Go Back   The macosxhints Forums > OS X Help Requests > System



Reply
 
Thread Tools Rating: Thread Rating: 13 votes, 4.85 average. Display Modes
Old 11-16-2005, 04:05 AM   #1
hayne
Site Admin
 
Join Date: Jan 2002
Location: Montreal
Posts: 32,437
Java 5 (aka Java 1.5) for Tiger

Apple has released a Java update- it is available on Software Update as well as being available for download via: http://docs.info.apple.com/article.html?artnum=301073
But note that this update is only available if you are running Tiger (OS X 10.4) - Apple does not intend to release this version of Java for previous versions of OS X.

This update installs version 5.0 of "Java 2 Platform Standard Edition" (J2SE) - i.e. the standard Java runtime that can be used by Java applets and Java applications.
The version numbers are rather confusing and that is one of the things I hope to clear up in this post. (I'm trying to forestall some inevitable questions.)

Version numbering confusion
The previous version of Java that was supplied with OS X was 1.4.2
In comparison to that, this latest version is version 1.5.0
But for marketing purposes (to emphasize the changes), Sun (the originators of Java) has decided to refer to this as version 5.0
So you will hear of people referring to Java 1.5 and Java 5 but these are both referring to the same thing.

Java 1.4 remains the default
One thing that is different about this update (as compared to previous Java updates in OS X) is that it doesn't replace the previous version of Java.
In fact, installing this update will result in no change at all in the behaviour of your Java programs until either you take some action to select a preference for Java 5 (see below) or the developers of those Java programs make a change so that their programs request Java 5.

In other words, installing this Java update merely installs the Java 5 software (runtime and associated support utilities) - it does not affect the currently installed Java 1.4 software. This is different from the previous transition from Java 1.3 to Java 1.4 where the update left the existing Java 1.3 software in place, but changed the system so that Java 1.4 was the default. This latest update leaves the Java 1.4 (and 1.3) software in place but it doesn't change the default. The default version of Java is still 1.4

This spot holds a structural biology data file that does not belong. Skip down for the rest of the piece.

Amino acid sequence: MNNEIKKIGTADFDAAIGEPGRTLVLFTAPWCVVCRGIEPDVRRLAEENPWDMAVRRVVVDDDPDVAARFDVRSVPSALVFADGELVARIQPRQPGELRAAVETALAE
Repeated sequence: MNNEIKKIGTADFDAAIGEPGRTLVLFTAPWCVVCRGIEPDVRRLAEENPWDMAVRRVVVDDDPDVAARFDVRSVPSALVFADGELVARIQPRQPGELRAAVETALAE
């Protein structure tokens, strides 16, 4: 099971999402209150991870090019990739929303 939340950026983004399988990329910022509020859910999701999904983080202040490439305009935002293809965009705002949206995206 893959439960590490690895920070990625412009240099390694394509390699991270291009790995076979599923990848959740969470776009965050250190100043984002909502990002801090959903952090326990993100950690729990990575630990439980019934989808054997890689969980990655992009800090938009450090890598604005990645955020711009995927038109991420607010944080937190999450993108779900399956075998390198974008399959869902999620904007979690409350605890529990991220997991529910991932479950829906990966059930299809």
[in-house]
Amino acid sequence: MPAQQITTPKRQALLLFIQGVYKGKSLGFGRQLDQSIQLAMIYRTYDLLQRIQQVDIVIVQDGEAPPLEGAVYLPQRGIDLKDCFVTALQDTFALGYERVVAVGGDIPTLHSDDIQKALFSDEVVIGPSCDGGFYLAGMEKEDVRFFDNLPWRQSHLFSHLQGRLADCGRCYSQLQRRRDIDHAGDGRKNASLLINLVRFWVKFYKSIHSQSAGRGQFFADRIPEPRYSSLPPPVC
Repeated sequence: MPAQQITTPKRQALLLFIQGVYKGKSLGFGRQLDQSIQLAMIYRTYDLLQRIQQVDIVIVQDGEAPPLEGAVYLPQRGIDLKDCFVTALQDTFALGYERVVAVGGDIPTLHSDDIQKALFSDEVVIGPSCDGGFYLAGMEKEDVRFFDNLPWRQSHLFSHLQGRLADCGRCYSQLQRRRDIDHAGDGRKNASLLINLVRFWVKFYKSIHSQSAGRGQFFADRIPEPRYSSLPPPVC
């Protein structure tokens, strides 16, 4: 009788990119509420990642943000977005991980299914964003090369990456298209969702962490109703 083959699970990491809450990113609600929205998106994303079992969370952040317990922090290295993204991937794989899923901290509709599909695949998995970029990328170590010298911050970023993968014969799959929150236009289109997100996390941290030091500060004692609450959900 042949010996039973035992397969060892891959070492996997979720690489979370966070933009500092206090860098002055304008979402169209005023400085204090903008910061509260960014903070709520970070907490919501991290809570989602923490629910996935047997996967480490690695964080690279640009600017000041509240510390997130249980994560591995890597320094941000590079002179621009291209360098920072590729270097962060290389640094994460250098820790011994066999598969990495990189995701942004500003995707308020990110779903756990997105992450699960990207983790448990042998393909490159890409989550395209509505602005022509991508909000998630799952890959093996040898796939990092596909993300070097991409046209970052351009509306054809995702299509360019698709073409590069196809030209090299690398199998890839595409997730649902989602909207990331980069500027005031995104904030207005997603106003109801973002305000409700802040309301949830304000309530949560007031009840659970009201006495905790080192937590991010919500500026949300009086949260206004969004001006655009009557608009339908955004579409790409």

The reason why Apple left the default Java version as 1.4 is that some of the changes between 1.4 and 5.0 might break some Java applets or applications. Thus it should be quite safe to install this update since the default Java environment is unchanged.

Why install this update?
There are many improvements in Java 5 and it is definitely a good idea to install this update even though (as I said above) it likely won't initially change anything in your Java experience. Some of the new features in Java 5 make it easier for programmers to develop Java programs and so you can expect that more and more Java programs will require this version of Java. For applets and "Java Web Start" applications (i.e. programs that are downloaded just before running them), developers can request that Java 5 be used if it is available. So you may find that some of these type of Java programs will see improvements right away if their developers have implemented them to request Java 5.

Specifying use of Java 5 for applets and "Java Web Start" apps
This update installs some new utility apps in the folder "/Applications/Utilities/Java/J2SE 5.0". The most important is the "Java Preferences" app. This utility allows you to specify what version of Java you want used for applets and for "Java Web Start" applications. As I said above, the default version used for these does not get changed when you install this update - the default version remains at 1.4.2
If you want to try using Java 5 for applets and/or "Java Web Start" applications, you can switch the default for these by using the "Java Preferences" app.
In some cases, this may give much better results due to bug fixes and performance improvements in Java 5 versus Java 1.4
If something doesn't work properly, you can always just switch the default back to Java 1.4

Version of Java used for installed Java applications
It is important to note that the default version of Java for Java applications (that have previously been downloaded and installed on your hard drive) does not change with this update.
Furthermore, it is not always possible to change the version of Java that is used by these sorts of apps (as opposed to applets in a browser or "Java Web Start" applications) by using the "Java Preferences" app.

For Java applications that have been packaged into OS X application bundles (with a ".app" suffix), the developer will have indicated what version(s) of Java are to be used for that app by specifying this in the Info.plist file that is a part of the application bundle. Which version of Java gets used for these apps depends on what the developer has specified and what you specify via the "Java Application Runtime Settings" section in the "Java Preferences" app. This is explained in the "versioning" section of Apple's release notes (intended for developers).

If the developer has specified that the app is to be run on Java 1.4, then it doesn't matter what you set in the "Java Preferences" app. The developers of these Java applications can of course supply new versions of the apps that make use of Java 5.